I met again with King Saud the next day and we talked together for half an hour, with Abdullah Bulkhair

capably translating. The King was particularly curious to know about the U.S. attitude on the Palestine question and inquired whether I thought Palestine would ever be freed of the foreign occupation. The friendly conversation took place in a small, ornate reception room. Little did I dream that Abdullah had placed a microphone under the table in front of us, taping our entire, historic conversation. Some 18 months later, when King Saud made his first state visit abroad to India as a guest of Prime Minister Nehru, the Saudi government published a special book in English explaining the history, policies, religion, and traditions of the country for distribution to Indian media and officials. This 40-page book contained a section covering King Saud's "views on Palestine, as told in an interview with the famed American writer, Dr. Alfred Lilienthal, author of What Price Israel?"There was our entire conversation, exactly as it had taken place in Riyadh during my 1955 meeting with His Majesty. At a second dinner, King Saud presented me with an ornate box. Opening it, I found an unusually beautiful Mido watch with a heavy gold strap, in the center of which was a striking picture in green and red of His

Majesty wearing his Saudi keffiyeh (headdress) and robes. Thirty-nine years later this watch still keeps time accurately.

In the course of the meal, the King handed me the eye of a sheep, a favor accorded guests of honor. I had been

warned beforehand that this might happen and was prepared to gulp it down like an oyster, hoping that as I did, I could maintain eye contact with my host while avoiding eye-to-eye contact with the object he was extending to me. All went well.

I remained five days in Riyadh on that first visit. There was not much to do or see then except to promenade on the main street, King Abdul Aziz Street, with one large building after another in varied stages of construction.

At the request of the King, founder of the Arab League Abdulrahman Azzam Pasha entertained me at his home with a dinner in typical Arab fashion. We sat on the ground, and the food was laid out in front of us. We kneeled and picked it up with our fingers, eating without Western implements. Great fun! On my wall at home is a memorable picture of this al fresco dinner. Among those in attendance was Sheikh Yussif Yassin, who took me out to his small boat for coffee. He was one of those distinguished Arabs who had fought alongside Lawrence of Arabia against the Turks.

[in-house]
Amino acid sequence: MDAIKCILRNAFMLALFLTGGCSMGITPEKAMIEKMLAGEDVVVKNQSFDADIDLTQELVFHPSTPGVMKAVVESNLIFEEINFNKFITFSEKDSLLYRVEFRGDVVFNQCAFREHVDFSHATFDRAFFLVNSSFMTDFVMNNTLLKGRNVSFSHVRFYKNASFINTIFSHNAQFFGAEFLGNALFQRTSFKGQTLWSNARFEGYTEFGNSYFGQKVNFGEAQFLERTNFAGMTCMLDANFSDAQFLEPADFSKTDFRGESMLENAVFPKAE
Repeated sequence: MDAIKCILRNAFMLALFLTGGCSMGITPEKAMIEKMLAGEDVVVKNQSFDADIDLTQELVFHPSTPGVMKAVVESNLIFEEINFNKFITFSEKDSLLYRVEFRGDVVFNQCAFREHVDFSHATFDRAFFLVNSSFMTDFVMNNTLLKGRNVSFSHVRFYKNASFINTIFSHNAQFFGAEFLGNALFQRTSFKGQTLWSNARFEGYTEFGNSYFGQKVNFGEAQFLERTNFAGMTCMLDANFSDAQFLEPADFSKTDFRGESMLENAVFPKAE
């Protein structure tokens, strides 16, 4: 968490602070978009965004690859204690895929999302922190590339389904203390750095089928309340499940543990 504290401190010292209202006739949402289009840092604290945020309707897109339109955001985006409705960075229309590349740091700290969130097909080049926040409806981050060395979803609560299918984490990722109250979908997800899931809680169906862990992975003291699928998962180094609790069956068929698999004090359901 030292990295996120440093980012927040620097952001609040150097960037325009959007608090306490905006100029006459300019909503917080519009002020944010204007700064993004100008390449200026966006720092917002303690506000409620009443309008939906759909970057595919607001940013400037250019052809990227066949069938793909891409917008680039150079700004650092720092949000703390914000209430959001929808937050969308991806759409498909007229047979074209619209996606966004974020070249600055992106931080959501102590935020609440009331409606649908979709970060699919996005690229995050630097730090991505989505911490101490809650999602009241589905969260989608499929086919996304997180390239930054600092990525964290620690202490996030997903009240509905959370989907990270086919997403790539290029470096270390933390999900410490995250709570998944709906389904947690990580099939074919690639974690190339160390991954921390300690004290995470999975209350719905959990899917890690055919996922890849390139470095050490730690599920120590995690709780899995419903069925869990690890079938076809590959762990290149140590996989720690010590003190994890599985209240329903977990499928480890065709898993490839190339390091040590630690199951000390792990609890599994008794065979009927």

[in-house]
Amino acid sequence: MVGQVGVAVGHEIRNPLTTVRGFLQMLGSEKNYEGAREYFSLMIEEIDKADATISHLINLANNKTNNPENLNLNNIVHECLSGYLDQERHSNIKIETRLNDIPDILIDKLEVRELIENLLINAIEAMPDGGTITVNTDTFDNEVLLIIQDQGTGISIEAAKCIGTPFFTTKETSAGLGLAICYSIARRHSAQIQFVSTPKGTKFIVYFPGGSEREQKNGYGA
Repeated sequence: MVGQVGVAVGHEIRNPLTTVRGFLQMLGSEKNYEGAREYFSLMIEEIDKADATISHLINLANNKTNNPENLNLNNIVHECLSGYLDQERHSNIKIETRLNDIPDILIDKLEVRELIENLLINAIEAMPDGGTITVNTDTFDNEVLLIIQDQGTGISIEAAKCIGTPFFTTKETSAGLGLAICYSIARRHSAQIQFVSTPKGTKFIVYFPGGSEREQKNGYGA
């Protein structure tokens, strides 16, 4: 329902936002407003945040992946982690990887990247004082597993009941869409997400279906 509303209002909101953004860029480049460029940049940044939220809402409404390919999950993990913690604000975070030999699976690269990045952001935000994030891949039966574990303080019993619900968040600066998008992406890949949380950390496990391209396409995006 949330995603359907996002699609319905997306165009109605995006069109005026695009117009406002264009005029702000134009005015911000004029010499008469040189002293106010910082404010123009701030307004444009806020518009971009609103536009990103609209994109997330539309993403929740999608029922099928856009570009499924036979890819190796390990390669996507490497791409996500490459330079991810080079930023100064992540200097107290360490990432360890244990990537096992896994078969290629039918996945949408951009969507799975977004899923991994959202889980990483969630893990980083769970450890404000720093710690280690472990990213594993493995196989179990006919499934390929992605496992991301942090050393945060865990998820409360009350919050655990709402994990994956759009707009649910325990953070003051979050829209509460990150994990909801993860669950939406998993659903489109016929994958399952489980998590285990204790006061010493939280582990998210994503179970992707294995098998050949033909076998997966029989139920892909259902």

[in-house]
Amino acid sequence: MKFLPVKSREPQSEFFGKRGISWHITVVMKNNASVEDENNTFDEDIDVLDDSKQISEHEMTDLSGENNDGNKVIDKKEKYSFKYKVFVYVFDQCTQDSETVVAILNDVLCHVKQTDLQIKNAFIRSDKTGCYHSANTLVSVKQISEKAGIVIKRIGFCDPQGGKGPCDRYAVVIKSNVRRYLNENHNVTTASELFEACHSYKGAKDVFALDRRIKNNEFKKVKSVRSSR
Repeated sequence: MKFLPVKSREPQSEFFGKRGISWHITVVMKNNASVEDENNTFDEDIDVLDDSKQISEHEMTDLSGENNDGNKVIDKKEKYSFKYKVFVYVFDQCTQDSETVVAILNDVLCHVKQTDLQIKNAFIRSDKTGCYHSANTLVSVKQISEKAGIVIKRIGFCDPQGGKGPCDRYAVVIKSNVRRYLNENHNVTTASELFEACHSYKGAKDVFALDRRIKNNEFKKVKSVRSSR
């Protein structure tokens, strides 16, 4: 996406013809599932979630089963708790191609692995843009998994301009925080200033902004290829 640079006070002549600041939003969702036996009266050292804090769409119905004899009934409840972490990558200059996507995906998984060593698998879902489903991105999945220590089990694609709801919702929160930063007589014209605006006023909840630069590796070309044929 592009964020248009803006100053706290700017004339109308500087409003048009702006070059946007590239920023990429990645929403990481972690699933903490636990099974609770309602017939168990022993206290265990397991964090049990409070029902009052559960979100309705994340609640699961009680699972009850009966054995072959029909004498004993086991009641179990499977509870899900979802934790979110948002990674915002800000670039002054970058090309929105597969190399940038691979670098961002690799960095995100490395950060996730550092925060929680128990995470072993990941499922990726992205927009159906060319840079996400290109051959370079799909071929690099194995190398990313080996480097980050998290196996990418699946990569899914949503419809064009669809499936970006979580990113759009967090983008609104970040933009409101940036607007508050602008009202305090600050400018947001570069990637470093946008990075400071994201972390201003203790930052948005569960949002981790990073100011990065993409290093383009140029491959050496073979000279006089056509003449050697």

I had barely returned to my home in New York from this first trip to Saudi Arabia when King Saud arrived

aboard the Queen Maryon his initial visit as a reigning monarch to the United States. He was so angered by a

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The King and I: Eyewitness to History

personal attack, made even before he arrived, by New York Mayor Robert Wagner Jr. that the Saudi monarch expressed his desire not to land in New York harbor, but to fly directly to Washington, where he was due to meet President Eisenhower at the White House. Cooler heads prevailed, however, and the King and his entourage boarded a tender which brought them from the ship to Battery Park, where a majlis had been set up to receive guests. Here His Majesty received the official welcome from Henry Cabot Lodge, then the U.S. representative to the United Nations, and greeted 200 U.N. diplomats and other dignitaries. I was present as a welcomer, and afterward Aramco Vice President Terry Duce offered me a ride back uptown. We had just settled into our accelerating car as part of a long cavalcade bound for the Waldorf Astoria Hotel, when everything abruptly came to a halt—one could hear the screeching of tires. From the King's lead car his military aide (the same one who had earlier welcomed me to Saudi Arabia) jumped out and headed toward the tender tied to the dock. There a Saudi servant handed over to him little Prince Mashur (whom the King had brought with him for medical treatment of lameness resulting from an attack of polio, then a scourge in the U.S. as well as in Saudi Arabia). Every one of the multitude of cameramen present took a picture of the little boy being warmly hugged by the military attaché. Every newspaper in the world prominently printed this shot. The quite accidental photo of the little lame son of Saud captured the American public's fancy. Until then, following Mayor Wagner's politically inspired attack, the press had been calling the King an "anti-Semite," "a slave owner," and an "oil merchant of death," with all the venom the Zionist-controlled media could generate. But the appearance of the King's lame son changed everything. For the rest of his visit, King Saud was referred to as the loving father of the appealing child with big brown eyes who had come to visit American doctors to "improve his walking." Some newspapers credited the Aramco people hosting the King in the U.S. with a public relations coup in bringing about this new Saudi image. Nonsense! The media's sudden "discovery" of the little prince in the glare of auto headlights was the purest of accidents. No Hill and Knowlton trick had brought about this happy ending to the first visit of a Saudi monarch to America, the most unpredictable country in what must have seemed to Saudis of the time as the mysterious, inscrutable West. Alfred M. Lilienthal is the author of What Price Israel?, The Other Side of the Coin and The Zionist Connection.